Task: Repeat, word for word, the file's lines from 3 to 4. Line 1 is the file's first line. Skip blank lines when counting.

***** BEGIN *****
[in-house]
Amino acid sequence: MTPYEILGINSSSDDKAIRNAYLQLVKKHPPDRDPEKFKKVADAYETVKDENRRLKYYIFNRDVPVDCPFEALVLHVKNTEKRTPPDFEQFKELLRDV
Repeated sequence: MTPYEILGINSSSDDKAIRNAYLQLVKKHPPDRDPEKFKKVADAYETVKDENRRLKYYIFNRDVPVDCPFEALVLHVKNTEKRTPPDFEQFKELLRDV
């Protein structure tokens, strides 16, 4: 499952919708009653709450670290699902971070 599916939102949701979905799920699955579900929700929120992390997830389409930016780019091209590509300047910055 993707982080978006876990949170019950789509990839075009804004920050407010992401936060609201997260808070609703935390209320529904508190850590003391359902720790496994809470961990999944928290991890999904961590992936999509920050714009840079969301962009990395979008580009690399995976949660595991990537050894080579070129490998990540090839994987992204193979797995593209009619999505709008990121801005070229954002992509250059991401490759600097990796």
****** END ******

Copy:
Repeated sequence: MTPYEILGINSSSDDKAIRNAYLQLVKKHPPDRDPEKFKKVADAYETVKDENRRLKYYIFNRDVPVDCPFEALVLHVKNTEKRTPPDFEQFKELLRDV
């Protein structure tokens, strides 16, 4: 499952919708009653709450670290699902971070 599916939102949701979905799920699955579900929700929120992390997830389409930016780019091209590509300047910055 993707982080978006876990949170019950789509990839075009804004920050407010992401936060609201997260808070609703935390209320529904508190850590003391359902720790496994809470961990999944928290991890999904961590992936999509920050714009840079969301962009990395979008580009690399995976949660595991990537050894080579070129490998990540090839994987992204193979797995593209009619999505709008990121801005070229954002992509250059991401490759600097990796």